This story is part of our ongoing From the Frontlines series. We hope you enjoy reading these stories during our time apart.
COVID-19 may have forced Georgian Court University instructors to adapt their teaching strategies to online learning platforms, but it did not hamper their commitment to educating and engaging students, according to Stephanie Rahill, Ph.D., NCSP, who directs the GCU Center for Teaching and Learning.
Dr. Rahill, an associate professor of psychology and counseling, is exploring the innovative ways faculty members connect with their students, as well as each other.
“Sharing tips and practices for effectively engaging students in the virtual environment with one another allows us to examine and improve upon our own course design,” says Dr. Rahill. “Professional development sessions and providing a place for faculty to share tips, resources, and best practices are just two ways the Center for Teaching and Learning is helping faculty prepare for virtual and in-person courses this fall.”
Making the Most of Technology
Vincent Chen, Ph.D., assistant professor of exercise science, maximized the features of Blackboard Collaborate Ultra, part of the online learning platform at GCU. The real-time video conferencing tool allows faculty to add files, share applications, and use a virtual whiteboard to interact with students.
“I held real-time, livestream lecture sessions at the designated class time and recorded all livestream lectures for students who liked to watch the lecture at their own time,” says Dr. Chen. “The livestream lecture sessions allowed me to interact with students in real time, and I was able to ask and answer questions to engage students.”
Elevating Class Time
Bonnie Ross Ed.D, RN, CNE, an associate professor in nursing, has more than a decade of online teaching experience, and was adept at using a “flipped classroom” approach.
Flipping the classroom, also known as inverting the classroom, introduces course materials prior to class instead of during in-person sessions Class time is repurposed for discussing, applying, and assessing the material.
“In nursing, there is an enormous amount of content to learn in each unit,” says Dr. Ross, who emphasizes the importance of reading before students come to class and being prepared to work on content during class. She often gives students review questions and pre-lecture quizzes. This helps them optimize the in-person time they have together.
Pandemic Shifts Learning
During the pandemic, Dr. Ross prerecorded and narrated lectures with PowerPoint. She worried less about covering all of the content during class. Then, she focused on case studies and practice questions for the second half of almost every class.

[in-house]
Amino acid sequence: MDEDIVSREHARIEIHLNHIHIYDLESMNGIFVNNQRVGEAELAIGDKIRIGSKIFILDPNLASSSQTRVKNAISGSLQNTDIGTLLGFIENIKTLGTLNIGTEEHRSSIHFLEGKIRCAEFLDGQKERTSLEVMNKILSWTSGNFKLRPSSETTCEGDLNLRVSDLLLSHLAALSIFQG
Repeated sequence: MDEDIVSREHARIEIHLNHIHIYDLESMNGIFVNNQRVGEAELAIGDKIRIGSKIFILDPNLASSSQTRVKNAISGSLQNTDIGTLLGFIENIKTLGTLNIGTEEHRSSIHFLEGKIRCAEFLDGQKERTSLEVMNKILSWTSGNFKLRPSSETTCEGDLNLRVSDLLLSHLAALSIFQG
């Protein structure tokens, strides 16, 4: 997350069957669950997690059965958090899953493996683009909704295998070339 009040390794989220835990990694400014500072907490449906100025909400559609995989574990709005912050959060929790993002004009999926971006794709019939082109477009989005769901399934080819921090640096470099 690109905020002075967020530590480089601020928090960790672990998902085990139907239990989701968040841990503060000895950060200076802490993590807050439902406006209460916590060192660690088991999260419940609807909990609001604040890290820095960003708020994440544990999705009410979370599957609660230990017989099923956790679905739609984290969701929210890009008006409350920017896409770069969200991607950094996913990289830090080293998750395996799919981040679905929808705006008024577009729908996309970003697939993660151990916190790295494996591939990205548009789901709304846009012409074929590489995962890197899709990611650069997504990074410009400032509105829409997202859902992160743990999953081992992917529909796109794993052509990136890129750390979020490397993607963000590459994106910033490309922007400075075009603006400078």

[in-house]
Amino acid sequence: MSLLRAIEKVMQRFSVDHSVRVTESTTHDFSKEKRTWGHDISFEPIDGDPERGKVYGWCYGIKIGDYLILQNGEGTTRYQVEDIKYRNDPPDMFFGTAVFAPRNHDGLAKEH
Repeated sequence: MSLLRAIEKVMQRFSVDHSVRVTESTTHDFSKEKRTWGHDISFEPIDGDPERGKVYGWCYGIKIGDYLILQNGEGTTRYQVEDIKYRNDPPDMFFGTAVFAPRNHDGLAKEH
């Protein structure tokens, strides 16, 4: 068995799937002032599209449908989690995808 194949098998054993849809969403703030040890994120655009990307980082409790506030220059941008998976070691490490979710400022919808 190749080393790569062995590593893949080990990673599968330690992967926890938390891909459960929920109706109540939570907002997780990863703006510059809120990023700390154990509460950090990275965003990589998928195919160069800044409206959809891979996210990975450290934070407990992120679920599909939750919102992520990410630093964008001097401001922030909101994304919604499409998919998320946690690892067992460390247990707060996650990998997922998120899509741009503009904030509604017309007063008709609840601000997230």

Her biggest “aha” moment wasrealizing how much the students wanted to be engaged and working together to learn and apply content.
Personal, Despite a Pandemic
Personal attention to students is one of GCU’s greatest strengths, according to previous university satisfaction surveys. Several faculty members made sure the sentiment wasn’t lost during the shift to remote learning.
For example, students taking Health and Weight Management got a peek into their professor’s kitchen.
Dr. Chen likens the tactic to embedding an “Easter egg” in the online learning experience. In technology circles, the term refers to something funny, cool, or unexpected that is programmed in a videogame or other user experience.
“When I was lecturing on nutrition in my ES340 Health and Weight Management class, I showed them what’s in my refrigerator,” says Dr. Chen. “Students liked to see these ‘Easter eggs’ and would feel like they were missing out if they skipped the lecture. In this way, I strategically encouraged students to participate in the livestream sessions or to watch the lecture videos later. These unexpected moves could also bring students’ attention back during a long online lecture session.”
At the height of the pandemic, Dr. Ross also took extra steps to make learning personal.
She began each live session by asking, “How are you doing?” She followed up with students who appeared distant, and often called them on the phone or met on Blackboard just to talk.
“We spent a few minutes of each class talking, sharing, and sometimes, just venting. I found that the students needed to feel heard and valued,” Dr. Ross recalls. “I also stayed after class for those who had specific questions or concerns.”
Another lesson learned from conducting classes during quarantine: online instruction doesn’t have to be distant.
“Personal connection is important,” says Dr. Chen. “I want my students to feel that I am around, and I care about them.”
Story by Kristen Fischer.